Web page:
The year 2050 is a key milestone for the world to achieve net zero emissions. Achieving this goal on a global scale would constitute one of the most powerful approaches to limit the ongoing rise in the earth’s temperature to not more than 1.5°C above pre-industrial levels, as laid out in the United Nations’ Paris Agreement in 2015.
Net zero emissions is a state achieved when the amount of greenhouse gases emitted into the atmosphere is equal to the amount of greenhouse gases removed.
Countries are adopting measures to lower carbon emissions and developing the infrastructure to power a green economy. More than 80 countries have set net zero targets, including the United States, European Union and China, which account for around 76 per cent of total greenhouse gas emissions globally.
Last October, Singapore announced that it would raise its climate target to achieve net zero emissions by 2050, despite being a city-state with limited alternative sources of energy. It also declared an emissions target of 60 million tonnes of carbon dioxide equivalent (MtCO2e) by 2030 after peaking earlier.
Singapore submitted these updated commitments to the United Nations Framework Convention on Climate Change (UNFCCC) last year, reaffirming its continuing support for international cooperation on climate change. Singapore also enhanced its 2030 Nationally Determined Contribution and Long-Term Low-Emissions Development Strategy, fulfilling one of the obligations as a member of the UNFCCC – setting mitigation goals after reviewing its national circumstances.
But how do these grand goals factor into our everyday lives? Singapore’s road to net zero emissions is built on four pillars that aim to accelerate the transition to low carbon across businesses, the economy and society.
CATALYSING BUSINESS TRANSFORMATION ON THE ROAD TO NET ZERO
All businesses can play a role by transforming their businesses. Businesses can catalyse their transformation by leveraging on initiatives such as the Resource Efficiency Grant for Emissions and the Energy Efficiency Grant. These efforts will help businesses reduce costs and remain competitive in a low-carbon future.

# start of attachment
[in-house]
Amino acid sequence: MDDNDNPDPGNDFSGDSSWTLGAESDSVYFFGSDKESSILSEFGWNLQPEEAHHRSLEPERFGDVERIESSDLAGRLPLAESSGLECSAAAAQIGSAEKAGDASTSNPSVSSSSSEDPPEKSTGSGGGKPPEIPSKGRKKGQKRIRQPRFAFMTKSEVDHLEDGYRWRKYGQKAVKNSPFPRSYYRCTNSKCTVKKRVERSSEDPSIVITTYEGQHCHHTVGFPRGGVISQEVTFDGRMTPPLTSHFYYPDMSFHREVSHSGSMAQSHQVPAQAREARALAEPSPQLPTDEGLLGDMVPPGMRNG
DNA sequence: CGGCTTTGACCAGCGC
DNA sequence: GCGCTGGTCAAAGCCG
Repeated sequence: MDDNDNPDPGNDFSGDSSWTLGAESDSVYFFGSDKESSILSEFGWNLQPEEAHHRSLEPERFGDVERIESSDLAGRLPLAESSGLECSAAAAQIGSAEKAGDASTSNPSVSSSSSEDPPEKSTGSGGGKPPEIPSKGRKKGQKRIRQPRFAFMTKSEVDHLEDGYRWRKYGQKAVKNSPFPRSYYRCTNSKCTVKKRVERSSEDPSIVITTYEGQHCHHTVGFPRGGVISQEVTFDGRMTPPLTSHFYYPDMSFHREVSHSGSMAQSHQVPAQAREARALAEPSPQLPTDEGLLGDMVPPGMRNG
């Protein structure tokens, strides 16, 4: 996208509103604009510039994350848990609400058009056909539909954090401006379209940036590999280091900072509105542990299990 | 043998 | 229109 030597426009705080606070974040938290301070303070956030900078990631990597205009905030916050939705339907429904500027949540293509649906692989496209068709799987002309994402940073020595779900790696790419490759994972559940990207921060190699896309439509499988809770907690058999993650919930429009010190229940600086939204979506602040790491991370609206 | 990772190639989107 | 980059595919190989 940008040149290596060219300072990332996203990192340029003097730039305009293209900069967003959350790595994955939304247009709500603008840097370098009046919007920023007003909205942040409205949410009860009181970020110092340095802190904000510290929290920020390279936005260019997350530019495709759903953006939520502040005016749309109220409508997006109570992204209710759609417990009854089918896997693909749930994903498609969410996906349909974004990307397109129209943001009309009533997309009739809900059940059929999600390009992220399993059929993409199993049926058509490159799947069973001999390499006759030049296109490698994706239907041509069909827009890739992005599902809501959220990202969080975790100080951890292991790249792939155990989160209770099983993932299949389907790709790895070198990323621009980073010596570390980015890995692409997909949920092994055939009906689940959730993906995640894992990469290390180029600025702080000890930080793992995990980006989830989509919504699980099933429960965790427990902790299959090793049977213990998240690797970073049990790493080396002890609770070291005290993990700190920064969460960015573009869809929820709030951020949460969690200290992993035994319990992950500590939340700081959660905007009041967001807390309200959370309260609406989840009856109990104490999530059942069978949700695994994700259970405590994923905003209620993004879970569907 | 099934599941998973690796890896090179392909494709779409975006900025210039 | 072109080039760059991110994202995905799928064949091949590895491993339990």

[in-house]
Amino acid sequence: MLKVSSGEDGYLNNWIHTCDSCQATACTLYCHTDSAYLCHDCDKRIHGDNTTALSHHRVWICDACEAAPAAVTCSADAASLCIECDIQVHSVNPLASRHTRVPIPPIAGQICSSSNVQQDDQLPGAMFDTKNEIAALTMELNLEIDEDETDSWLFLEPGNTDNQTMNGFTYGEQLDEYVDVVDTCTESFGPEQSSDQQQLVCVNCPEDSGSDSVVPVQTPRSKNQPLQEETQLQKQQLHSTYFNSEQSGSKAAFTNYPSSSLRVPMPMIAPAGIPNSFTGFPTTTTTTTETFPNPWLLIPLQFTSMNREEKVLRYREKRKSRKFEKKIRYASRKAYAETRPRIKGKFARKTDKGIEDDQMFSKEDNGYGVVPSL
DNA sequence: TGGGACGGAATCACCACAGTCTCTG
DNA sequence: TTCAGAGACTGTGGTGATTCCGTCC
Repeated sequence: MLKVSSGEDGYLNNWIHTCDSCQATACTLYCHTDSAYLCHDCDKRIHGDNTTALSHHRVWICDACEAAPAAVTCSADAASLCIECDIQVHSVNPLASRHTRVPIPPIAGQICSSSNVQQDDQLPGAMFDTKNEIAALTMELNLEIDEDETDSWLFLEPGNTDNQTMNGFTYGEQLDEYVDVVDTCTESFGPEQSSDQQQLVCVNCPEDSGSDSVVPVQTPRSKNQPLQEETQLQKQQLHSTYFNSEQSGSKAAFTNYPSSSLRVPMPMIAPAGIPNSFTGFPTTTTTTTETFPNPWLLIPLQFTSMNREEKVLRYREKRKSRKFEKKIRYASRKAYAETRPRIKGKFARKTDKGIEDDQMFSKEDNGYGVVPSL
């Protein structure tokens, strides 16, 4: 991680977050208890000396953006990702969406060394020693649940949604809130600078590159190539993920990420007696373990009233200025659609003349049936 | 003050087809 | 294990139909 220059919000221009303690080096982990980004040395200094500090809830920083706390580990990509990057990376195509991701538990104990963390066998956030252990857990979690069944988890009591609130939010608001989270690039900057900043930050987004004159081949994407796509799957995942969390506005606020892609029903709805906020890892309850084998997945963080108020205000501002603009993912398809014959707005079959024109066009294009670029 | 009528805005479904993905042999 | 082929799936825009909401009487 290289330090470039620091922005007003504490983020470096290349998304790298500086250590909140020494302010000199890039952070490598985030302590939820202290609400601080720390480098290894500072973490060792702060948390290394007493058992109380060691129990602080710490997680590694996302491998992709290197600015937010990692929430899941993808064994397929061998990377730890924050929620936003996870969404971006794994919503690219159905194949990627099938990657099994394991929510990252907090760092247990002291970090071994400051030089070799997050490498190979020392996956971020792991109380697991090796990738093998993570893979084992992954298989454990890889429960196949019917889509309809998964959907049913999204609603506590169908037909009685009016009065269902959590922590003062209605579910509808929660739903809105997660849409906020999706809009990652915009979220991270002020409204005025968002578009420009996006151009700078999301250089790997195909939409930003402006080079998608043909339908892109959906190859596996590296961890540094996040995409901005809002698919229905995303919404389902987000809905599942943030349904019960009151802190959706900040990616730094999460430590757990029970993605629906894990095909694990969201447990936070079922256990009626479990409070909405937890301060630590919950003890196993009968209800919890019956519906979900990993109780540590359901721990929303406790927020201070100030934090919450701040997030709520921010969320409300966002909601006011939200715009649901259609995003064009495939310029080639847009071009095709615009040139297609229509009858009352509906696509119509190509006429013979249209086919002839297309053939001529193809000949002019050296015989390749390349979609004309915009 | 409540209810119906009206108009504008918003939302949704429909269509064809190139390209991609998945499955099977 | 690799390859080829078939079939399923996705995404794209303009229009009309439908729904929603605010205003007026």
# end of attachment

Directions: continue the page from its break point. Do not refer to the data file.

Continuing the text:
The Resource Efficiency Grant for Emissions assists manufacturing facilities and data centres in their transition to improve resource efficiency and competitiveness, and the Energy Efficiency Grant helps small to medium enterprises (SMEs) in the food manufacturing, food services and retail sectors invest in more resource-efficient equipment.
INVESTING IN LOW-CARBON TECHNOLOGIES
Singapore faces numerous challenges in implementing alternative energy solutions such as solar, nuclear and wind power due to its limited land area and high population density. Thus, investing in low-carbon technologies, such as carbon capture, utilisation and storage (CCUS), solar and energy storage systems, and low-carbon hydrogen remains a key thrust in shifting to a lower-carbon energy system.
CCUS can help reduce emissions by capturing the CO2 emissions from hard-to-abate sectors – sectors whose ability to transition to low-carbon methods is hampered by immature technology or prohibitive costs. CCUS can either convert the CO2 into useful products such as building materials, aggregates or synthetic fuels and chemicals, or store them in sub-surface geological formations.
Singapore is also making inroads with solar energy. It remains the most viable renewable energy source despite issues such as high cloud cover and urban shading, which result in intermittent sunshine. The floating solar panel farm at Tengeh Reservoir, launched in 2021, generates enough energy to power 16,000 four-room HDB flats in addition to carbon savings of 32 kilotonnes a year – the equivalent of removing 7,000 internal-combustion-engine cars’ worth of emissions from our roads.
A key potential decarbonisation pathway for Singapore’s energy sector is hydrogen, which could supply up to half of our power needs by 2050. Low-carbon hydrogen could also be used to decarbonise heat, steam and power generation, or used as feedstock in industrial processes. The fulfilment of Singapore’s national hydrogen strategy will be a significant driver of achieving net zero emissions by 2050.
PURSUING GLOBAL PARTNERSHIPS
To overcome its constraints such as its small size and limited renewable-energy options, Singapore is engaging in international carbon markets with high-quality carbon credits and collaborating with regional power grids to create the supply chains and infrastructure needed for green energy.